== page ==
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SF Silent Film Festival Director Anita Monga Talks the Highlights of One Delirious Movie Weekend (CLIPS)

Photo of Meredith Brody By Meredith Brody | Thompson on Hollywood June 24, 2014 at 5:23PM

Most of my peak movie experiences of the year so far occurred at the one unmissable film event of the year for me: the venerable San Francisco Silent Film Festival.
Ozu's 'Dragnet Girl'
Ozu's 'Dragnet Girl'

In the past, I've balked at the request for a list of my top ten films of the year so far (here are TOH!'s) for a variety of reasons -- mostly that I hadn't seen enough, and, as I read this year in contributor Tom Brueggemann's comments, that most of my choices would come out of the previous year's film festival viewing.  And when I did contribute a list, I insisted on including a television miniseries, documentaries, and a Raoul Walsh film from 1932. (Plus I included 13 films, disguised as 11.)

Reading through the other TOH writers' lists, I found myself disagreeing with their affections more than agreeing.  And, in thinking about the movies I had seen in 2014 that had truly enthralled me -- and reminded me why I continue to get the hell out of my house and sit in a movie theater (it would have to be a true work of genius to reach through the TV and/or computer screen and grab me by the throat) -- I realized that most of my peak experiences had occurred at the one unmissable film event of the year for me, the venerable San Francisco Silent Film Festival.

A couple of the movies had so elated me that I buttonholed people for weeks after the festival and told them that these were works of genius, two German Expressionist masterpieces: "Under the Lantern" by director Gerhard Lamprecht, and "Harbor Drift" by Leo Mittler.  

'The Extraordinary Adventures of Mr. West in the Land of the Bolsheviks'
'The Extraordinary Adventures of Mr. West in the Land of the Bolsheviks'

I feared my listeners would run out of patience if I kept raving about "Cosmic Voyage," a late silent film by Vasil Zhuravlyov of the USSR; "Underground," by the British Anthony Asquith; "The Extraordinary Adventures of Mr. West in the Land of the Bolsheviks" by Lev Kuleshov of the USSR; "Dragnet Girl," a late Japanese silent by Yasujiro Ozu; and "The Girl in Tails" by the Swedish actress/director Karin Swanstrom.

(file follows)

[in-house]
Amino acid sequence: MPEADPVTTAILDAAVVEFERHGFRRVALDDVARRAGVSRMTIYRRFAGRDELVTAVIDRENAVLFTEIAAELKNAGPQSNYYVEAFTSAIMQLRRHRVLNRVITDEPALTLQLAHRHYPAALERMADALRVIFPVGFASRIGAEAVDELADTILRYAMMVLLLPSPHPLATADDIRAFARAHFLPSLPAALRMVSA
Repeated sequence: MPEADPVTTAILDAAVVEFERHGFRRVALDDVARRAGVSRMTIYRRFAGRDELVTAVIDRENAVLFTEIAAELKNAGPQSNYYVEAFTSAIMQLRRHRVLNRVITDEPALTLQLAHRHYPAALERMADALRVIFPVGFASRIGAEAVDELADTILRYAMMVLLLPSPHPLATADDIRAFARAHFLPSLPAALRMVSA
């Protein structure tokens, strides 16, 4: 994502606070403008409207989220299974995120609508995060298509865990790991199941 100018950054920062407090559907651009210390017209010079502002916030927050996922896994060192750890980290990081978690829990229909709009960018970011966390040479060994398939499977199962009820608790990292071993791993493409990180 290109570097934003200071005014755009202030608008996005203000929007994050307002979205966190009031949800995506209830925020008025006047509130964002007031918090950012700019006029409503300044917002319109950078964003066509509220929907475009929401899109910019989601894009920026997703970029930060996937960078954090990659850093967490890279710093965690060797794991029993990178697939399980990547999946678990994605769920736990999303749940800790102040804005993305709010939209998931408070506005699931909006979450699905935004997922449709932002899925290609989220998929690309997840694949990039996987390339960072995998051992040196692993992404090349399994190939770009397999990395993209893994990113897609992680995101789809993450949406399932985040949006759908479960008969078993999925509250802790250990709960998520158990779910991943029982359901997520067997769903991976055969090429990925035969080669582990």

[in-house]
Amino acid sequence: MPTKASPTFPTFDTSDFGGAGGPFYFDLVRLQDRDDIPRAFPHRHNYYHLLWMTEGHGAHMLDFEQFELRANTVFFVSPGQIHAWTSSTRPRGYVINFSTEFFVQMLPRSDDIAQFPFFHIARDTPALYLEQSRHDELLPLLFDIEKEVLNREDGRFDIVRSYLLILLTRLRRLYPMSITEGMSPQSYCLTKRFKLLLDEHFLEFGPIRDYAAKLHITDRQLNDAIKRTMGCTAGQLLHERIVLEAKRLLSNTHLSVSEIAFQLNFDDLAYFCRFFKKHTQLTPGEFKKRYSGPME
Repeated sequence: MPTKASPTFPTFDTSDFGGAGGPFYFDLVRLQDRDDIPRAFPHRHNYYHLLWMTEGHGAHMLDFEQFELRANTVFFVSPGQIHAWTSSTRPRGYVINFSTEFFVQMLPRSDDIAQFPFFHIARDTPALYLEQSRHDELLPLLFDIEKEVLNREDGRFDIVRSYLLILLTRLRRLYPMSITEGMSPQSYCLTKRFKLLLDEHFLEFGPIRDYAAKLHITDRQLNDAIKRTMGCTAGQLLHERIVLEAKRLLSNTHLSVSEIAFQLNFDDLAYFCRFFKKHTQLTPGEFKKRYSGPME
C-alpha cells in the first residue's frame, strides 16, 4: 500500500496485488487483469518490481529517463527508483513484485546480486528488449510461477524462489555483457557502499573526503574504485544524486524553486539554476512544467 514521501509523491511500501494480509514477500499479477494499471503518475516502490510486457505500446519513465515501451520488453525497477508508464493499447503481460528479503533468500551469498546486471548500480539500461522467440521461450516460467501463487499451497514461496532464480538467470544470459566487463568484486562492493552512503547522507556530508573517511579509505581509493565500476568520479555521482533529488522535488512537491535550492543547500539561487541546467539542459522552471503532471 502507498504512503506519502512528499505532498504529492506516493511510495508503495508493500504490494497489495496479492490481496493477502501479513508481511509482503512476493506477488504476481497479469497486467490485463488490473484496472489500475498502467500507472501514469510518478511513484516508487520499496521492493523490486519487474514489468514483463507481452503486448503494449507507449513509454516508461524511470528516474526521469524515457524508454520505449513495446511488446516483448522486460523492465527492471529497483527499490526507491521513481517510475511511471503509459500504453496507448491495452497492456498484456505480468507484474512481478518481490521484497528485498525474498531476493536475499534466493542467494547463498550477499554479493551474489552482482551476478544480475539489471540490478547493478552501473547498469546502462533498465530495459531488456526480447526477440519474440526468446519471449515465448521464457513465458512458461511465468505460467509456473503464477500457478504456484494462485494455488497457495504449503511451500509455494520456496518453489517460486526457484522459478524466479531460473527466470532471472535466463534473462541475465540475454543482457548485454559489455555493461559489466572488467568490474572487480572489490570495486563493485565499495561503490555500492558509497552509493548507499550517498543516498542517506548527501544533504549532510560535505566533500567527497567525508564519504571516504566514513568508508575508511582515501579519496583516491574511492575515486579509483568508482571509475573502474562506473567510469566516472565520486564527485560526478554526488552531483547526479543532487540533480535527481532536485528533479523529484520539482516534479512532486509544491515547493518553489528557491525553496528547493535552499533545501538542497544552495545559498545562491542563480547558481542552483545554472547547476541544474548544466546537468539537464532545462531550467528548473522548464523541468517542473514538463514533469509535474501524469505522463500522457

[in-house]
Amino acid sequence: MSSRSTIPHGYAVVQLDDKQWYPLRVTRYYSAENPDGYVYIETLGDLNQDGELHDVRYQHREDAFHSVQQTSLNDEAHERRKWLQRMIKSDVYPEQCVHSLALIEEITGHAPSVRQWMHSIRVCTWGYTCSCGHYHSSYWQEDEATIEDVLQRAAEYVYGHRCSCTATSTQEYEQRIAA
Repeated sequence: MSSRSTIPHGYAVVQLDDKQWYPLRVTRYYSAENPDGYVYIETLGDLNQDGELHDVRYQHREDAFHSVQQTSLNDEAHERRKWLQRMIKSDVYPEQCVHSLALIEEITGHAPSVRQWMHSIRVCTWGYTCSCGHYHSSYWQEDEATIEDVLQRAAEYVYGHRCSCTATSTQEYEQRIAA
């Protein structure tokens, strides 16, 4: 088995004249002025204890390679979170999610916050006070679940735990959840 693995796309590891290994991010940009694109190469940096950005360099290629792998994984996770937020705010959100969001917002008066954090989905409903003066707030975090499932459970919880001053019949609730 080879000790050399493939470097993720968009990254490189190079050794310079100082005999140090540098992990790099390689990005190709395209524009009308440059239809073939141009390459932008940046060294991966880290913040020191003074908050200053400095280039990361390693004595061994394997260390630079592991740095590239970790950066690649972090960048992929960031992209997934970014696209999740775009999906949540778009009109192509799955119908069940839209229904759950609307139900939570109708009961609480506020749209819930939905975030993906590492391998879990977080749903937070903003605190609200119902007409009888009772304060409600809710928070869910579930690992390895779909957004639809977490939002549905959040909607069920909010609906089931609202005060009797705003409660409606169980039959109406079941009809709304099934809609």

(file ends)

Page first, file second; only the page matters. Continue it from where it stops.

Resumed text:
So at least seven out of ten on my best-so-far-of-2014 list came out of one delirious weekend. And so I interrogated the Artistic Director, Anita Monga, on how she had put together the stellar 2014 lineup, film by film.  

I'd been transfixed by her SFSFF onstage introduction to the manic farce "The Extraordinary Adventures of Mr. West in the Land of the Bolsheviks" when she had magically transported us to a late-night screening in Norway, where she'd discovered the movie, at the Tromso Silent Film Days, accompanied by a wacky-sounding group of musicians from Russia and Norway -- the Russians wearing cowboy garb and the Norwegians wearing Russian ushankas, the fur hats with earflaps.  To mix Scandinavian countries a little, it had sounded like something right out of a (Finnish) Aki Kaurismaki movie.

"They do the Silent Film Days every year, in September," Monga said, "separate from the annual January Tromso International Film Festival -- the January festival, in the near-the-Artic-circle winter, coincides with the one day when the sun peeks over the horizon.  They show films in the dark, sometimes projected on ice!  Martha Otte, who runs both the festivals, and her husband Hermann Gruel, who runs the Nordic Youth Film Festival, invited us.  They vacation in the Bay Area in the summer -- they have a house near Yosemite -- and had attended the San Francisco Silent Film Festival. Unfortunately with our calendar change to late May/early June this year, instead of midsummer, they couldn't come. At the Silent Film Days, I'd been asked to introduce the opening night film, 'Aelita, Queen of Mars,' that a group called the Cleaning Women were playing with, and I was wearing a grey outfit, with a skirt.  The Cleaning Women came out -- all men -- and they were dressed exactly the same as I was!"

Did the success of your noir film festival, Noir City, which featured an international array of subtitled films, encouraged you to program this year's obscure Silent Film Festival lineup, with just a few marquee names -- Douglas Fairbanks, Buster Keaton, the inevitable Chaplin -- among the unknown quantities?

"No, and I was never worried that people wouldn't come to the Noir City festival, either.  You build up a trust with an audience.  They know you won't sell them down the river."

I then questioned her about the circumstances surrounded each pick, learning that putting together a program is much, much harder (and takes more time and effort) than the smoothly-unspooling festival would lead one to believe. It's not just a matter of attending the Pordenone Silent Film Festival once a year and cherry-picking your favorites. Lots of patience and diplomacy is involved.

This article is related to: Festivals, Silent film

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Born and raised in Manhattan, Anne Thompson grew up going to the Thalia and The New Yorker and wound up at grad Cinema Studies at NYU. She worked at United Artists and Film Comment before heading west as that magazine's west coast editor. She wrote for the LA Weekly, Sight and Sound, Empire, The New York Times and Entertainment Weekly before serving as West Coast Editor of Premiere. She wrote for The Washington Post, The London Observer, Wired, More, and Vanity Fair, and did staff stints at The Hollywood Reporter and Variety. She eventually took her blog Thompson on Hollywood to Indiewire. She taught film criticism at USC Critical Studies, and continues to host the fall semester of “Sneak Previews” for UCLA Extension.